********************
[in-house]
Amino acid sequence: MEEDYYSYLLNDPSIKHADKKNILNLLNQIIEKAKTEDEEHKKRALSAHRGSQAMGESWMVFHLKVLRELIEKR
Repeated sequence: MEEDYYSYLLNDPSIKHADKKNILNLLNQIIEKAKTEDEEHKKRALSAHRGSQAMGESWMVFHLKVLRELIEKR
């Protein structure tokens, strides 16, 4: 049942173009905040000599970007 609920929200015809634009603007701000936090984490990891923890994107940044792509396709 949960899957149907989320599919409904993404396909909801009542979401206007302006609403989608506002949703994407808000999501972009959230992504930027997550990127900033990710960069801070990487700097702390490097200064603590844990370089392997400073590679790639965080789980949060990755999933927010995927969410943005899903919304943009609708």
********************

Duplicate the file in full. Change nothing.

[in-house]
Amino acid sequence: MEEDYYSYLLNDPSIKHADKKNILNLLNQIIEKAKTEDEEHKKRALSAHRGSQAMGESWMVFHLKVLRELIEKR
Repeated sequence: MEEDYYSYLLNDPSIKHADKKNILNLLNQIIEKAKTEDEEHKKRALSAHRGSQAMGESWMVFHLKVLRELIEKR
């Protein structure tokens, strides 16, 4: 049942173009905040000599970007 609920929200015809634009603007701000936090984490990891923890994107940044792509396709 949960899957149907989320599919409904993404396909909801009542979401206007302006609403989608506002949703994407808000999501972009959230992504930027997550990127900033990710960069801070990487700097702390490097200064603590844990370089392997400073590679790639965080789980949060990755999933927010995927969410943005899903919304943009609708």